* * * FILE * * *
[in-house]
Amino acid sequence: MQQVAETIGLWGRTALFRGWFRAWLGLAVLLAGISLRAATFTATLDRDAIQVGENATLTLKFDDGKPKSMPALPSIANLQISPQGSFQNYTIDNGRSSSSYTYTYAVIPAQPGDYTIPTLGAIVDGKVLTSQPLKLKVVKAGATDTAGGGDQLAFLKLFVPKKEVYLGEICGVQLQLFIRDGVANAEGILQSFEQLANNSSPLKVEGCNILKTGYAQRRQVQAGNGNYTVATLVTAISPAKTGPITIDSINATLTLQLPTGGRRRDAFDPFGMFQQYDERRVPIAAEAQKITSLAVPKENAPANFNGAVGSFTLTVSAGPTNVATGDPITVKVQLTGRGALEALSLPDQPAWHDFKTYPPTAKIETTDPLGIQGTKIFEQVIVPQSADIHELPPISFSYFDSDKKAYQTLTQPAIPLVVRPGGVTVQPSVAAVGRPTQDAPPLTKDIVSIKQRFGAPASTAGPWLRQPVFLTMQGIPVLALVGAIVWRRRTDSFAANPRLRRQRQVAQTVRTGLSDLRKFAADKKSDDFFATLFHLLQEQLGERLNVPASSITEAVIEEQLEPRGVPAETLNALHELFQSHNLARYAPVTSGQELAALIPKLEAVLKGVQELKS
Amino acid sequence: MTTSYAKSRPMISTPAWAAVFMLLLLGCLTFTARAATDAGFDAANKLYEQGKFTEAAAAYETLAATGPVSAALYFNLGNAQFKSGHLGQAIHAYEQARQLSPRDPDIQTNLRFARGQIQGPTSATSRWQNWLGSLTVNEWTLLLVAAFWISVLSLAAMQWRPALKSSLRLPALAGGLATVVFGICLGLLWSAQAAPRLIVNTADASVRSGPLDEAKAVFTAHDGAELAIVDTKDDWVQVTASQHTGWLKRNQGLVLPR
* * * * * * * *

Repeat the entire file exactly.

[in-house]
Amino acid sequence: MQQVAETIGLWGRTALFRGWFRAWLGLAVLLAGISLRAATFTATLDRDAIQVGENATLTLKFDDGKPKSMPALPSIANLQISPQGSFQNYTIDNGRSSSSYTYTYAVIPAQPGDYTIPTLGAIVDGKVLTSQPLKLKVVKAGATDTAGGGDQLAFLKLFVPKKEVYLGEICGVQLQLFIRDGVANAEGILQSFEQLANNSSPLKVEGCNILKTGYAQRRQVQAGNGNYTVATLVTAISPAKTGPITIDSINATLTLQLPTGGRRRDAFDPFGMFQQYDERRVPIAAEAQKITSLAVPKENAPANFNGAVGSFTLTVSAGPTNVATGDPITVKVQLTGRGALEALSLPDQPAWHDFKTYPPTAKIETTDPLGIQGTKIFEQVIVPQSADIHELPPISFSYFDSDKKAYQTLTQPAIPLVVRPGGVTVQPSVAAVGRPTQDAPPLTKDIVSIKQRFGAPASTAGPWLRQPVFLTMQGIPVLALVGAIVWRRRTDSFAANPRLRRQRQVAQTVRTGLSDLRKFAADKKSDDFFATLFHLLQEQLGERLNVPASSITEAVIEEQLEPRGVPAETLNALHELFQSHNLARYAPVTSGQELAALIPKLEAVLKGVQELKS
Amino acid sequence: MTTSYAKSRPMISTPAWAAVFMLLLLGCLTFTARAATDAGFDAANKLYEQGKFTEAAAAYETLAATGPVSAALYFNLGNAQFKSGHLGQAIHAYEQARQLSPRDPDIQTNLRFARGQIQGPTSATSRWQNWLGSLTVNEWTLLLVAAFWISVLSLAAMQWRPALKSSLRLPALAGGLATVVFGICLGLLWSAQAAPRLIVNTADASVRSGPLDEAKAVFTAHDGAELAIVDTKDDWVQVTASQHTGWLKRNQGLVLPR